This year's London Lesbian and Gay Film Festival's closing night
gala showcases Bavo Defurne's debut feature film, North Sea
The film is an exploration of small town teenage angst, desire
and sexual awakening. Focusing on the life of Pim, a reserved boy
growing up on a coastal Belgian town with only his voluptuary
accordian-playing single mother, the film trudges through the
heightened emotions and overarching mundanity of teenage life.
The film begins with Pim's young dreams of tiaras and beauty
queens, and although the image of a boy applying his mother's
make-up at her dressing table is somewhat hackneyed, his is
beautifully drawn, and thankfully not dwelled on for too long.
Instead, North Sea Texas centers on the advent of Pim's 15th
birthday where we witness the gripping sexual tension between him
and his slightly older, slightly sultrier neighbour, Gino.
As things progress, tension turns to tryst and the boys live out
a short and touching affair, until Gino turns 18 and discovers
women. Pim is left predictably heartbroken, but this feeling is
only fleeting and his attentions soon redirect and fall upon a
rugged gypsy traveler passing through the town for the summer.
The subplots have Gino's sister falling miserably in love with
Pim, and Pim's mother routinely gallivanting off with sleazy men,
leaving Pim in Cinderella slippers, ironing morosely.
It's true: teenage life has no real plot - and nor does North
Sea Texas. This scantily plotted film hardly makes for captivating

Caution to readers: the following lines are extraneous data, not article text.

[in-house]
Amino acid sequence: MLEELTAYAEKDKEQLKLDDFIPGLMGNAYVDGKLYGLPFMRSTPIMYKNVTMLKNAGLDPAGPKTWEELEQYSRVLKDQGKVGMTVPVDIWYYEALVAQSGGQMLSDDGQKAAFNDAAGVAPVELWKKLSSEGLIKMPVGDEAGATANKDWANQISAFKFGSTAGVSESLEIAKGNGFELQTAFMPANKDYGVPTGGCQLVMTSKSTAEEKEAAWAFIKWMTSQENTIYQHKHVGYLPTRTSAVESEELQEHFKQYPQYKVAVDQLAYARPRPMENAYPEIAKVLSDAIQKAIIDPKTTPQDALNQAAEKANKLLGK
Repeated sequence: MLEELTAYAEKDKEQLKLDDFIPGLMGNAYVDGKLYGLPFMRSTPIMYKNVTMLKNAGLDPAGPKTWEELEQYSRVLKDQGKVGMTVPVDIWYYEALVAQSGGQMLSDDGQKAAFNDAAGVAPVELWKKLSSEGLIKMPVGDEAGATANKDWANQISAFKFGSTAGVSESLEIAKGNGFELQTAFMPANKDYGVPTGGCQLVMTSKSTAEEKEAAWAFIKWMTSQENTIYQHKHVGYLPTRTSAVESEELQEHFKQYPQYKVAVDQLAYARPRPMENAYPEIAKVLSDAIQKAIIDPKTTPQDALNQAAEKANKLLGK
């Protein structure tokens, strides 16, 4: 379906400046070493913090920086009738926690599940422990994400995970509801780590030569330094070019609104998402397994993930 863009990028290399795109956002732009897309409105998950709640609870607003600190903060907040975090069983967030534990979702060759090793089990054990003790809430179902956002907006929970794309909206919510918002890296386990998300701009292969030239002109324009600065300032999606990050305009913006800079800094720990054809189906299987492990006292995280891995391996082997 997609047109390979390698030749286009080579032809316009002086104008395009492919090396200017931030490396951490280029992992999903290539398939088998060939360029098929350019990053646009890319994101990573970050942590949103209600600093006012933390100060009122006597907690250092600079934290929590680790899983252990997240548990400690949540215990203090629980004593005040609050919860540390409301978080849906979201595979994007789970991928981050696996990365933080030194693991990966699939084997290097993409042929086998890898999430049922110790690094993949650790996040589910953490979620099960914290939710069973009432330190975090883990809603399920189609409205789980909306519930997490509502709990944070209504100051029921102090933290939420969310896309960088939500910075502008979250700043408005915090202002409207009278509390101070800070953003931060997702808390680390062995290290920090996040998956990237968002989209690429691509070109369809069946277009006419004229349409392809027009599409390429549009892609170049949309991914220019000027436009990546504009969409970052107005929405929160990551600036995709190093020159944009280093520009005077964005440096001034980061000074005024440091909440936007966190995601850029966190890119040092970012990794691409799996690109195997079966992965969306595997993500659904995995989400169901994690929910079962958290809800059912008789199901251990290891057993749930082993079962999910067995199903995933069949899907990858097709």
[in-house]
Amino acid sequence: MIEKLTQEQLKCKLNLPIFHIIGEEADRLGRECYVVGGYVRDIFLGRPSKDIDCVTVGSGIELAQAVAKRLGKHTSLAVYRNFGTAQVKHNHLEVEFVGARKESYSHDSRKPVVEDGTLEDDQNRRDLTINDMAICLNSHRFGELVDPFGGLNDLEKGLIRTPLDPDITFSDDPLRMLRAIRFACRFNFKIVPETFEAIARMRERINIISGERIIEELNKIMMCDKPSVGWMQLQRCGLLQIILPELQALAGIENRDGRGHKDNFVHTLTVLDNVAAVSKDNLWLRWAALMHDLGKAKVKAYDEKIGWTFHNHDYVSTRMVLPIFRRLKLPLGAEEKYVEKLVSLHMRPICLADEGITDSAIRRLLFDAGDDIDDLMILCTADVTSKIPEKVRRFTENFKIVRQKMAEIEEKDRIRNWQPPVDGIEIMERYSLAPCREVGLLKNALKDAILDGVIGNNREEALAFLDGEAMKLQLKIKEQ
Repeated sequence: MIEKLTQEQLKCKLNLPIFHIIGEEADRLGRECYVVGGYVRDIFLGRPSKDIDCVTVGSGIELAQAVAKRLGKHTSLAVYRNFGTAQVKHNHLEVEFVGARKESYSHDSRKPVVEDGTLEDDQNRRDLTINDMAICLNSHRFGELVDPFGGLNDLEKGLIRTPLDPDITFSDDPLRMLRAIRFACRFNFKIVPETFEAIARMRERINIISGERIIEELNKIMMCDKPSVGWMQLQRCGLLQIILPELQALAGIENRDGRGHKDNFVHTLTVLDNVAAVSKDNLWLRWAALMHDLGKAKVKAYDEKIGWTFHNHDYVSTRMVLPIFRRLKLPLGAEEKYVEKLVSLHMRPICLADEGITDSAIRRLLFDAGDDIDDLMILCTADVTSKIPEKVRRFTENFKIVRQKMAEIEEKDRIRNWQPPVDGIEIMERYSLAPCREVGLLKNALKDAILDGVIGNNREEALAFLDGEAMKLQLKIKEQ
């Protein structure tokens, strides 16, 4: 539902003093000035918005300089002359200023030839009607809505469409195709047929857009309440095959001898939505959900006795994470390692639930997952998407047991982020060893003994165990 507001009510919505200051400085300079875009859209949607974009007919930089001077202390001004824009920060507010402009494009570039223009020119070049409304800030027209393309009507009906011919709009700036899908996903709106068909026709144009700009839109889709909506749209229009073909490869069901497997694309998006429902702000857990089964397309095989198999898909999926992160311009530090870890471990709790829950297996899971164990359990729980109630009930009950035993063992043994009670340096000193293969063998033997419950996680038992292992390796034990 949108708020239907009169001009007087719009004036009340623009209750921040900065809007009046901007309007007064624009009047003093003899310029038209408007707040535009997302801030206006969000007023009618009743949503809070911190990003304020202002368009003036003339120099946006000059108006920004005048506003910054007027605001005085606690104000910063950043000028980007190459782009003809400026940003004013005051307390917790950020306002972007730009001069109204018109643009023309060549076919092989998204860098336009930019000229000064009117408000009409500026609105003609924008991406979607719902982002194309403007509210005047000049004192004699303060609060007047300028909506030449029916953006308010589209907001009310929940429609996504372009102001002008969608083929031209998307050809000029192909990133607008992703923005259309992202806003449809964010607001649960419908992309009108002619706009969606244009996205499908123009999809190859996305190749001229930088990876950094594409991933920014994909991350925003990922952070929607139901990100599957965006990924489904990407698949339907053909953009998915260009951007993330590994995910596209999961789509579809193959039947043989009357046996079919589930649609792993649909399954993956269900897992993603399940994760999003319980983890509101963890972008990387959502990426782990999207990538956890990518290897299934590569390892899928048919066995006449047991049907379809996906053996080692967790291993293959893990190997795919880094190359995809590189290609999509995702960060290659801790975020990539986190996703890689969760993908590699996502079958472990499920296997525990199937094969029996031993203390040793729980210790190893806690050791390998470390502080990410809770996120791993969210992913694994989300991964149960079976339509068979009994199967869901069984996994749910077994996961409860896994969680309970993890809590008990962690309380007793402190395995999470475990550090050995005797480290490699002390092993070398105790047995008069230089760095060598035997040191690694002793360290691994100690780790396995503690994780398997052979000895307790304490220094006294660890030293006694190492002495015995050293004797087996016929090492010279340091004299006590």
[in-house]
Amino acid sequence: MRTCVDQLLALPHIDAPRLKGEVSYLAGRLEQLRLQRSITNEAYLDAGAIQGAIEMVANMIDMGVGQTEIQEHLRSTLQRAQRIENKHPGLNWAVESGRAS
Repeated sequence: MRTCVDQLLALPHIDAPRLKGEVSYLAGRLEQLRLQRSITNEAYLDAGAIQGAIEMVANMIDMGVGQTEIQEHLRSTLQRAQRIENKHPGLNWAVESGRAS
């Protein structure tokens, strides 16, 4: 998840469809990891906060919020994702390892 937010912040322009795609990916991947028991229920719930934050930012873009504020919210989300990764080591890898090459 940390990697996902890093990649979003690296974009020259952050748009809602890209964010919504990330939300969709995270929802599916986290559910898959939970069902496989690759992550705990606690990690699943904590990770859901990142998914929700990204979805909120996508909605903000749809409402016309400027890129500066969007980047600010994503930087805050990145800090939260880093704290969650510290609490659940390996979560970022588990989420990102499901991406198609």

viewing, as there seems no real emotional ascendance, with incident
following incident without ever climaxing - while we all know this
isn't necessarily unpleasant, it's hardly fulfilling. And to top it
off, if mundanity is the chosen key of this film, then it should
remain consistent - the film's fairytale happily ever after is
discordant and unconvincing.
North Sea Texas' strength lies in its powerful cinematography
and Defurne's ability to render bodies with epicurean beauty. His
infatuation with the male form is enhanced splendidly with his play
with light and shadow on bare skin and extensive use of close-up
shots of faces. The result is that Defurne indulges an audience's
lingering prurient gazes, while wordlessly drawing from the
characters the subtlest of emotions.
Perhaps the most admirable trait of North Sea Texas is that the
actors are the age their characters are meant to be. Defurne claims
he faced considerable difficulty when it came to this: "Most
teenage boys are afraid of playing a gay character and make a fuss
of doing things with a boy that would not be problematic if their
partner were a girl. Many candidates did not show up to the
audition. Some parents forbade their kids from attending the
auditions." Frank discussion of childhood and to some extent
teenage sexuality is taboo, and this is undoubtedly heightened when
the attraction is same-sex and there is an age differential
involved. Defurne accordingly dedicates the film to "all those kids
whose parents wouldn't let them take part in this film."
It might be more appropriate to dedicate it to gay teenage love
- it is a film that provides texture, empathy and humanity to one
of the most ridiculed and shameful kinds of love we know.
North Sea Texas is showing at the LLGFF's Closing Night Gala on
Sunday 1 April